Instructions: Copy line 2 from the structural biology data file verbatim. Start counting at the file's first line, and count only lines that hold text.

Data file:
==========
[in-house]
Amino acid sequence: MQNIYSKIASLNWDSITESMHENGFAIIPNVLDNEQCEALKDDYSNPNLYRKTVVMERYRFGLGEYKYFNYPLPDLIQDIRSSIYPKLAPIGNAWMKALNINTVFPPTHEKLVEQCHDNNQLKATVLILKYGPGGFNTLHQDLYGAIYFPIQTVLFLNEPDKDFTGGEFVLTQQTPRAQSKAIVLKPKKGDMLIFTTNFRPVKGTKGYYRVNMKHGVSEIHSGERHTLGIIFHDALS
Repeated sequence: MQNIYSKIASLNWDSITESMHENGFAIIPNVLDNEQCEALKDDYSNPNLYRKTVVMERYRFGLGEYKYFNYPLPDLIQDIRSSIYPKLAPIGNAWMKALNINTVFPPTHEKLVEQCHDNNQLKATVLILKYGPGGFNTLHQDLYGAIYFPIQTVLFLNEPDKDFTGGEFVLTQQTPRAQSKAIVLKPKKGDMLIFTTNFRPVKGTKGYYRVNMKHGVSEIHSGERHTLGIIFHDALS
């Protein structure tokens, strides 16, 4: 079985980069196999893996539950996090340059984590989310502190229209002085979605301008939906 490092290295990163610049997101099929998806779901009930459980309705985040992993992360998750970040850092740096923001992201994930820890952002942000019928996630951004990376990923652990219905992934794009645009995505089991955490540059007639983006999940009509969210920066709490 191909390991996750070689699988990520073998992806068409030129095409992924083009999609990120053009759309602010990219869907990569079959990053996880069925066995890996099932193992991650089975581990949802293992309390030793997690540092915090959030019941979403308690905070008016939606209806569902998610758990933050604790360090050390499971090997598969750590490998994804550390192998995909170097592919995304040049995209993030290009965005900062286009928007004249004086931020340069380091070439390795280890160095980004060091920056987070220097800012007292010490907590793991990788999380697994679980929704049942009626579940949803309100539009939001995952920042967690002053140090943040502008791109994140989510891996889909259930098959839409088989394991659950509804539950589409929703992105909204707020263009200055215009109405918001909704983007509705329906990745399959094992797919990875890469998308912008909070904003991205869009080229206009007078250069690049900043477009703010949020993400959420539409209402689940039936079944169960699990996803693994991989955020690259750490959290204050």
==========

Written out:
Amino acid sequence: MQNIYSKIASLNWDSITESMHENGFAIIPNVLDNEQCEALKDDYSNPNLYRKTVVMERYRFGLGEYKYFNYPLPDLIQDIRSSIYPKLAPIGNAWMKALNINTVFPPTHEKLVEQCHDNNQLKATVLILKYGPGGFNTLHQDLYGAIYFPIQTVLFLNEPDKDFTGGEFVLTQQTPRAQSKAIVLKPKKGDMLIFTTNFRPVKGTKGYYRVNMKHGVSEIHSGERHTLGIIFHDALS